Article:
The Dallas Morning News has a feature article about the Institute for Creation Research, which relocated from Southern California to Dallas a few years ago. For a mainstream news article about a scientific subject, it’s pretty well written and doesn’t oversimplify matters too much. But some of it is pretty funny to me.
But at the Institute for Creation Research in northwest Dallas, a group of nine Ph.D.s from places like Harvard and Los Alamos National Laboratory say all that molecules-to-man stuff is nonsense. And they’re out to prove it.
The biblical story of Genesis is literally true, they say. God created the heavens, earth and life in six sequential days lasting about 24 hours each.
The universe is not 13.8 billion years old (as astrophysicists calculate by measuring the rate of cosmic expansion), the earth is not 4.5 billion years old (as geologists conclude by using radioisotope dating on ancient rocks), and humans did not split from chimpanzees and gorillas about 4 million to 7 million years ago (as suggested by genetics and the fossil record).
Young-earth creationists like those at ICR argue that everything in the known universe began 6,000 to 10,000 years ago, a numeric range they calculate using the genealogy of the Bible — Adam lived 930 years and begat a son named Seth, who lived 105 years and begat Enos, and so on.
“Our attempt is to demonstrate that the Bible is accurate, not just religiously authoritative,” said Henry Morris III, CEO of the nonprofit with a 49-person payroll and an annual budget in the $7 million range.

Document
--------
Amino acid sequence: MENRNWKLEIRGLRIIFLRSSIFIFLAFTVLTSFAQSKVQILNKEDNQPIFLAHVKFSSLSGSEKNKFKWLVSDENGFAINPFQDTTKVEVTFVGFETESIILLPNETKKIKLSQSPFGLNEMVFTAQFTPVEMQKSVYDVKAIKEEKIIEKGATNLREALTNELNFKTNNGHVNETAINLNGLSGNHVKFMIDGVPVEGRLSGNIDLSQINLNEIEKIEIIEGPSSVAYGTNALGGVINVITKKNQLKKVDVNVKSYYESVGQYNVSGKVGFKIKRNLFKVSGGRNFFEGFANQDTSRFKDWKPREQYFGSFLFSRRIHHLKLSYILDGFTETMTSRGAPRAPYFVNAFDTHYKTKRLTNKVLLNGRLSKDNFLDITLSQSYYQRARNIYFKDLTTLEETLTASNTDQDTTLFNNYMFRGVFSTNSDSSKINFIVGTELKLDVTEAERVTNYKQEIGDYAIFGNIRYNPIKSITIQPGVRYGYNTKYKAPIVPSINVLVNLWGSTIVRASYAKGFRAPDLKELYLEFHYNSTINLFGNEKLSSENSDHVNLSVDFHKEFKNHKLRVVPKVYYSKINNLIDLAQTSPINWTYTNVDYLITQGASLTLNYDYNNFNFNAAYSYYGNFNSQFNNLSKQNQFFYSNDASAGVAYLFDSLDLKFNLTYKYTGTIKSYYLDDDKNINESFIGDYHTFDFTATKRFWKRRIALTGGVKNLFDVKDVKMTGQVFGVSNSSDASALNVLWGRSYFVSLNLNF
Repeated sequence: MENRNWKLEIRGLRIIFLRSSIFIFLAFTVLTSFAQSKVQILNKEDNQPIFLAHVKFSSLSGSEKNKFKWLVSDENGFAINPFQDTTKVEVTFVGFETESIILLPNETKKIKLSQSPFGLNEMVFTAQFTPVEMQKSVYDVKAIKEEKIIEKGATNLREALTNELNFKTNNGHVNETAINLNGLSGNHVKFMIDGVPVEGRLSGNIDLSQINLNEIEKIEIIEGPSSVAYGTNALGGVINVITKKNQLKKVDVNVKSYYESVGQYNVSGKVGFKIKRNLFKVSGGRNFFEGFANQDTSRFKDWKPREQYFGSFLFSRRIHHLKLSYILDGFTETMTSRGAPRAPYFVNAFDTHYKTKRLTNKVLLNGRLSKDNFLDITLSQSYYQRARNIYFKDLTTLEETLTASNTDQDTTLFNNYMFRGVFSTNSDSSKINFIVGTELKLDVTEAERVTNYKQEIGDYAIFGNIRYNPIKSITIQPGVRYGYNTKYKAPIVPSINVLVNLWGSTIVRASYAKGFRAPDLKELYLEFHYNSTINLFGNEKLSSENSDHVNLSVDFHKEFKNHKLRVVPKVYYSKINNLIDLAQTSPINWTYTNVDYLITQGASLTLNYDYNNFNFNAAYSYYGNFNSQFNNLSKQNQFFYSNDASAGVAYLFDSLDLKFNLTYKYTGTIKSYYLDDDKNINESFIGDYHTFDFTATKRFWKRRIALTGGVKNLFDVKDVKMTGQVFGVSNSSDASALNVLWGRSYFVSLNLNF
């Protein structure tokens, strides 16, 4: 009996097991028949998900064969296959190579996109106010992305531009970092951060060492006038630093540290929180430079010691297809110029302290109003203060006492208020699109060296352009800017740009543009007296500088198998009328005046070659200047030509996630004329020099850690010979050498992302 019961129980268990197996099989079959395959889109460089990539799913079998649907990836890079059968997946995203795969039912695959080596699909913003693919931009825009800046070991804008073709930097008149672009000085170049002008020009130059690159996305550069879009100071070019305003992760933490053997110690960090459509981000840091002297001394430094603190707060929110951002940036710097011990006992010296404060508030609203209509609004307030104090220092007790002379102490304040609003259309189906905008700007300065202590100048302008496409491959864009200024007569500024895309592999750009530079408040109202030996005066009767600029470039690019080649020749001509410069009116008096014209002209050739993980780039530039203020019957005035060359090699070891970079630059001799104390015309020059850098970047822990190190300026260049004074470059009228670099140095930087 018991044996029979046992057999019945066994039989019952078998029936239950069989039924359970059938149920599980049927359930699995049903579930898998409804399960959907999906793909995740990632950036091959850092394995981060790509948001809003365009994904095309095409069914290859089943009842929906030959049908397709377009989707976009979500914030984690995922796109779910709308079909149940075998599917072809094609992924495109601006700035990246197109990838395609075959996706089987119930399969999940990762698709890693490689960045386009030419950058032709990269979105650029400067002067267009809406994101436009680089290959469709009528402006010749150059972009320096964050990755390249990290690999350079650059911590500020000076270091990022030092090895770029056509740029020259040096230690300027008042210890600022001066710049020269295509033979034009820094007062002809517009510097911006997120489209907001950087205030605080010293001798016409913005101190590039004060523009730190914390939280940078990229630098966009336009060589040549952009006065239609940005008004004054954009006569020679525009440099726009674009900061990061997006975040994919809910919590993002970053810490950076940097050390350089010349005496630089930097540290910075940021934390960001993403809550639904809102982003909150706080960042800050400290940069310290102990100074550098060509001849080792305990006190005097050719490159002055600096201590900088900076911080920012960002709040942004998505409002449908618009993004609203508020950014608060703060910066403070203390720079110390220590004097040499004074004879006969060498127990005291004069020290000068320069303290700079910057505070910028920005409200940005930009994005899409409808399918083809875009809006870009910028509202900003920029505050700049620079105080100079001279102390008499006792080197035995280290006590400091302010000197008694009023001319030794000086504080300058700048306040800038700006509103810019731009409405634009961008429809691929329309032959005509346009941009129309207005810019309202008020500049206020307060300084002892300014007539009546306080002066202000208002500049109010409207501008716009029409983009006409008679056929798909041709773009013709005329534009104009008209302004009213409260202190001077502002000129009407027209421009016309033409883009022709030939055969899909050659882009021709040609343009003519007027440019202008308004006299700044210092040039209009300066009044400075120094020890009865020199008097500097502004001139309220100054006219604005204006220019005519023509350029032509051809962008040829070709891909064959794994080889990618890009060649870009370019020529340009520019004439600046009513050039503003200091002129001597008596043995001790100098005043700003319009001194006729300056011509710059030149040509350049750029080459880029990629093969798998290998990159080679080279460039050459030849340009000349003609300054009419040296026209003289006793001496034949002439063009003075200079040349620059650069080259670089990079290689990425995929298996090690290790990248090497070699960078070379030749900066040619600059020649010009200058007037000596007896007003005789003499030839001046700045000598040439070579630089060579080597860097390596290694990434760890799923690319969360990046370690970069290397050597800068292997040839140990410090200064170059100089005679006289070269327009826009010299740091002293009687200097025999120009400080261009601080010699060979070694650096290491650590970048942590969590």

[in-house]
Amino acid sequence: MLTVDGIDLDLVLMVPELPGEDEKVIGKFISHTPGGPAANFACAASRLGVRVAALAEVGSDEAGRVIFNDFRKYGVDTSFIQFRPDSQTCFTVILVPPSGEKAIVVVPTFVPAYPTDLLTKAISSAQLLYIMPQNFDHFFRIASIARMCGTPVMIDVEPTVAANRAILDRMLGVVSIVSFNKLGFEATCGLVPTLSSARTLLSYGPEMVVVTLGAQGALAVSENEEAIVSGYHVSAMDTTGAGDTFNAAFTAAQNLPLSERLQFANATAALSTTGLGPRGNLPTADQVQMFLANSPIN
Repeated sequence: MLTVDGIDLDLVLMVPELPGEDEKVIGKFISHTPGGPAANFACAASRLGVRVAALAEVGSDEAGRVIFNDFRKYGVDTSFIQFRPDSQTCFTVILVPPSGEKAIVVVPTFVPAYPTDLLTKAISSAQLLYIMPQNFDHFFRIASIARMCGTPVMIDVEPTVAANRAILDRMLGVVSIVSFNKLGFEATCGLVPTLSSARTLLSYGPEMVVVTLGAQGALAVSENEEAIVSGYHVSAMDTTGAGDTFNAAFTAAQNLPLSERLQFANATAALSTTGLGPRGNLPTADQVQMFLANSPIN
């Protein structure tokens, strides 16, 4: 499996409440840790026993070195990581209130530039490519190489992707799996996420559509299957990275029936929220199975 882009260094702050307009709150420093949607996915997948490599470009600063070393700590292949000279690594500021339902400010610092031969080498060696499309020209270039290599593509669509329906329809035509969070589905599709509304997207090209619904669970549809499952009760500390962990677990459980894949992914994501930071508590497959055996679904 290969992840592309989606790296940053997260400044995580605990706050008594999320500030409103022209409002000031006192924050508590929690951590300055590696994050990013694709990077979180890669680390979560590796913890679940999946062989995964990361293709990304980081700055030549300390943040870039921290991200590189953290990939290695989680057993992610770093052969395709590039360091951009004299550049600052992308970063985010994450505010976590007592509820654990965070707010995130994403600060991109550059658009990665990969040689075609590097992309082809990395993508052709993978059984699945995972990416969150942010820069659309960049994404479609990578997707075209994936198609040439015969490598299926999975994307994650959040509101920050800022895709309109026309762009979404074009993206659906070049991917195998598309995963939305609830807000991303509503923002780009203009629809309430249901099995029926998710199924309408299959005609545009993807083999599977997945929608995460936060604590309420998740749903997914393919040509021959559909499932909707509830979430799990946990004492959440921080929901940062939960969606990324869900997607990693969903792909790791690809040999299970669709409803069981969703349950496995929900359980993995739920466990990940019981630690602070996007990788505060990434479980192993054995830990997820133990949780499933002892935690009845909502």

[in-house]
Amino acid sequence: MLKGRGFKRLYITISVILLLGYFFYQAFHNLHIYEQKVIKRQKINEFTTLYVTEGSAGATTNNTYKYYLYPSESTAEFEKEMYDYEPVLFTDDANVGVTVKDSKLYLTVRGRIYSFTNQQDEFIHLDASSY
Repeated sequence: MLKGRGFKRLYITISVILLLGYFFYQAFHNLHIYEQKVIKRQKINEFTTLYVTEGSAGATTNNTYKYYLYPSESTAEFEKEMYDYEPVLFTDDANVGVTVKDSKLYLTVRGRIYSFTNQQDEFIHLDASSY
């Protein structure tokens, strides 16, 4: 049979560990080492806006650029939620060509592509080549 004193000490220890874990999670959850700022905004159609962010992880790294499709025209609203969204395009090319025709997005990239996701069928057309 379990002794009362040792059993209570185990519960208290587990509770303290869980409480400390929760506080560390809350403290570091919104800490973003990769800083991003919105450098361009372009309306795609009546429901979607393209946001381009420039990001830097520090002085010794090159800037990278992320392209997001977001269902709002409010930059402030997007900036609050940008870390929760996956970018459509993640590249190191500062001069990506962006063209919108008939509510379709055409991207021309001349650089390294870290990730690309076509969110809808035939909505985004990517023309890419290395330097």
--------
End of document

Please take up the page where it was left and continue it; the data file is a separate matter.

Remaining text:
“The rationale behind it is this: If God really does exist, he shouldn’t be lying to us,” he said. “And if he’s lying to us right off the bat in the book of Genesis, we’ve got some real problems.”
And here we have all the evidence that is needed to show that they are not engaged in science as it is properly done but in apologetics. They begin with the idea they believe to be true solely on faith and then try to find evidence to support it, explaining away or ignoring all the contrary evidence, rather than seeking to find the best explanation for the evidence regardless of what conclusion it reaches. And this part absolutely cracked me up:
Jason Lisle, an astrophysicist and the research director at ICR, said he has no chance of winning a Nobel Prize, even if he makes a groundbreaking discovery. Secular scientists, he said, would never bestow the field’s highest honor on a creationist.
Right. Just like I have no chance of winning the Olympic gold medal for figure skating because those biased judges would never bestow the sport’s highest honor on a guy who can barely stand up on ice skates. It’s just so terribly unfair.